- State approves a lottery where there are no losers!
- Lyons man heads to State Prison for haunting victim
- Farm Tour features Agriculture in Transition
- Apples, Apples, Apples
- Tony Stewart will not face charges in deadly crash
- Technology helps nail Dante Taylor for Murder
- Wayne County to conduct Aerial Spraying for EEE
- FLCC marks Banned Books Week
- Residents enjoy Camping at “Camp DeMay”
- Police seek leads in Dollar General Robbery
ONE-ON-ONE – An interview with Brian Kolb, Minority Leader, NYS Assembly
- Updated: May 18, 2013
What is your background in politics?
I have served in the State Legislature for 13 years. Prior to that I held a two year term in the Ontario County Board of Supervisor as the Supervisor for the Town of Richmond from 1986 to 987. In 1989, I filled an unexpired term on the Honeoye Central School board.
Why did you get involved in politics?
Well, I guess my first introduction to politics in a small way came when my parents’ restaurant (The Dutch Treat on the corner of Durand and North Street in Rochester) held a fundraiser for a City Councilman named Urban G. Kress. My next interest in politics came when, in grammar school, I was intrigued by the campaign of John Kennedy. I remember I was home sick from school when we learned that the President had been killed. My parents were Kennedy Democrats. So was I when I first entered politics. Democrats outnumbered in my district 2 to 1, and I ended up defeating my opponent who was an incumbent. I switched to the Republican party in the late 90s.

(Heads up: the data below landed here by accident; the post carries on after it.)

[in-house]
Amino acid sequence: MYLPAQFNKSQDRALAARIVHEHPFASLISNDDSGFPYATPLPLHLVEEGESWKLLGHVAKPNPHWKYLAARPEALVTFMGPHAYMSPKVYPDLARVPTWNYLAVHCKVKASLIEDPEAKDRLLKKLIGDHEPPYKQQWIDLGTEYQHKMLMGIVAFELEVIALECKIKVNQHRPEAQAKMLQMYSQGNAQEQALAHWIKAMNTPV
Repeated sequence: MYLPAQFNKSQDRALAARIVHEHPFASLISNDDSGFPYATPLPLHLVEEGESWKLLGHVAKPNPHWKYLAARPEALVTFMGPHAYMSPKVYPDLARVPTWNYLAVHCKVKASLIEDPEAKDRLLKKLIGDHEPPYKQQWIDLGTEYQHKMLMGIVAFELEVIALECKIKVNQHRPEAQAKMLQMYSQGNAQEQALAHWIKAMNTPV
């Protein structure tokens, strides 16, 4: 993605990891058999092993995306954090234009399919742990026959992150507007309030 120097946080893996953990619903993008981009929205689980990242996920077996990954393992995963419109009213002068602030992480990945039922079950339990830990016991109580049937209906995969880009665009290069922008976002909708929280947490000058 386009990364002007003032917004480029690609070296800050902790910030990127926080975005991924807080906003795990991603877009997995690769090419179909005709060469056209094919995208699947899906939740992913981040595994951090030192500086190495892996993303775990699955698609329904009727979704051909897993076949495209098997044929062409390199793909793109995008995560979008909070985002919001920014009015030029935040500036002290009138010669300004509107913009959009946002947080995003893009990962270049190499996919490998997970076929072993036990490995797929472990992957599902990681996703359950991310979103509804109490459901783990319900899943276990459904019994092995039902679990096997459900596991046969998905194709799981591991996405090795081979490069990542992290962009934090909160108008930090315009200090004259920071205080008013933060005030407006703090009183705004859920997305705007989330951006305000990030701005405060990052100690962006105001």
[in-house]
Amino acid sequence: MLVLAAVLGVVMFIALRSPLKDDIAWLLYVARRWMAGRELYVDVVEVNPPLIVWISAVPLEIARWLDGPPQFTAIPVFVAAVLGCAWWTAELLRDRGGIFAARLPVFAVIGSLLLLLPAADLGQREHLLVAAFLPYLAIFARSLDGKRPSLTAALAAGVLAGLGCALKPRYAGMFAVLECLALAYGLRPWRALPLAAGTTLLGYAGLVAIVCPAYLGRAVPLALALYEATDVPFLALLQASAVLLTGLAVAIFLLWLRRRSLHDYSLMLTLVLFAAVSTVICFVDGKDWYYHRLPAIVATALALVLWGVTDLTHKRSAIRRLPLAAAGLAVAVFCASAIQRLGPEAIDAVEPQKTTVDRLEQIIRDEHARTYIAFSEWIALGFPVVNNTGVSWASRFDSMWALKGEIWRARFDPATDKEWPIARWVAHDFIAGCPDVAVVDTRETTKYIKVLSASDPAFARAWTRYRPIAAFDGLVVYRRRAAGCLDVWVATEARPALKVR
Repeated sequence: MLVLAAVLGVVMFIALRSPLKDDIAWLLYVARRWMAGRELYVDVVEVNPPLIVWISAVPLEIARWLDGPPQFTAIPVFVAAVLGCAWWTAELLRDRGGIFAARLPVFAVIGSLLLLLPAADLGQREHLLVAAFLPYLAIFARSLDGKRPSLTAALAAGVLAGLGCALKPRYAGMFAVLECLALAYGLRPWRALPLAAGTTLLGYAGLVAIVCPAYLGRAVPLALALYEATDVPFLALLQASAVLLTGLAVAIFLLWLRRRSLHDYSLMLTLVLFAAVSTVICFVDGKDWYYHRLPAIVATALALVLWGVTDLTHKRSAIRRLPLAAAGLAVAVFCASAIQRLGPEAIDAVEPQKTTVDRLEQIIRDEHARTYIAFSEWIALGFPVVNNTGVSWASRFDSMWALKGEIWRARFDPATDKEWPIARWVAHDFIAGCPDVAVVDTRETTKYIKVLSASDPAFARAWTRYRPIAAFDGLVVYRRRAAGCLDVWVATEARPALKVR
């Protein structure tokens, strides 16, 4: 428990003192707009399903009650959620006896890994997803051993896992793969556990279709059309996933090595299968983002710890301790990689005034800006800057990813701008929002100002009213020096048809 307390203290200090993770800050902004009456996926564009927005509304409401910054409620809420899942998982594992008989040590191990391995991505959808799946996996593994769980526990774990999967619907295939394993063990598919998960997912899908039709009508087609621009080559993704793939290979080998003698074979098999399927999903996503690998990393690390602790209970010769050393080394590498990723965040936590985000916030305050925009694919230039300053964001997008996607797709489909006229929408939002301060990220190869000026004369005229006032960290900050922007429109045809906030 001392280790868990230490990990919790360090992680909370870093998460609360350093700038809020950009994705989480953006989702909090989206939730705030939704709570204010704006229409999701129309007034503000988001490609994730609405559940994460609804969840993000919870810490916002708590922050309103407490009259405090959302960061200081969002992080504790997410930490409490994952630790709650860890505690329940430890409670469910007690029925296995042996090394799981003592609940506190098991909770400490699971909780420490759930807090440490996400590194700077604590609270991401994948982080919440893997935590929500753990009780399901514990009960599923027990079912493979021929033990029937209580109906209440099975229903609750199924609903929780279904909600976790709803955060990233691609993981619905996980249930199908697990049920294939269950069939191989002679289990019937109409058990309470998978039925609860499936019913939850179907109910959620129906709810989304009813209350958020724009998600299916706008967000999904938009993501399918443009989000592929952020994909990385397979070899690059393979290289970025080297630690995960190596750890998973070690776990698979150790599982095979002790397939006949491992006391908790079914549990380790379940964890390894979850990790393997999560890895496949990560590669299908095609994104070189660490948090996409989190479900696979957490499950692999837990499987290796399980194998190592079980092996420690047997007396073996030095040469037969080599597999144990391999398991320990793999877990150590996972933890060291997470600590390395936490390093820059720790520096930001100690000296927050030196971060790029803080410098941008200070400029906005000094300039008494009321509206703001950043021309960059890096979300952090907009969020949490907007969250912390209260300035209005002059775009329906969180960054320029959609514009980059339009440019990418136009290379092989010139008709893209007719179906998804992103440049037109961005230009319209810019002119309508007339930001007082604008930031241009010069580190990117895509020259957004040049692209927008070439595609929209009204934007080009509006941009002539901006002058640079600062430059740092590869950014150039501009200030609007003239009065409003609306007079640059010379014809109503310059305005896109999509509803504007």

How long have you now been Minority Leader in the New York State Assembly?
For 4 years and one month. I was incredibly honored as a legislator to have earned this honor. It is a very prestigious position. I serve as one of only 200 (or fewer) such legislative leaders in the Country.
What are your impressions of Governor Cuomo?
Overall I think he is doing a good job. But I reserve that for the work he did in his first 2 years more so. He still has done some good things, but even some of his early successes, focusing on the key fiscal issues, have been ideas which originated with the Assembly Republican. Article 10, concerning Power Plants in New York State, and his Power for Jobs Incentive — all Republican ideas. Initially, Cuomo was very pragmatic, he had to be; the State needed help fiscally. Now he has turned a bit more liberal with his issues. We still all have to deal with update vs downstate agendas — tourism, manufacturing, farming engineering, technology – these are our upstate focus. Downstate deals with ferry tolls and some other types of transportation issues that have no relevance up here. I think the Governor needs to do more on Mandate relief – schools, counties, towns, he has done some, but not enough.
Your feelings on Fracking finally coming to a head in New York?
We are working on our 6th year of looking into it. We will have to finally make decisions. I think parts of the state really welcome it. The Southern Tier seems to be right for fracking and would do well with it. The Finger Lakes region — not so much. Whatever we end up doing with fracking, all I want to be sure that we do is strongly regulate it! It’s time to figure out what to do – and then just do it. We are so reliant on natural gas and the safety of that type of fuel. I find it difficult in discussions, when people work on “fears”.
What are your feelings on the New York SAFE Act?
I voted against it. It was one of the worst things we ever passed. The Act is awful, and the process was awful. There was just no input – none from the public, or law enforcement or mental health providers.
Assemblyman Kolb lives in Canandaigua, and serves in the 131st Assembly District incorporating all of Ontario County and the northern half of Seneca County. He worked for a number of years in Newark in Wayne County as the owner of North American Filter, and later as President of Refractron. Kolb was the guest speaker at the Republican Chairman’s Club dinner last Thursday at Docker’s Restaurant, at the bequest of his friend and colleague Assemblyman Bob Oaks.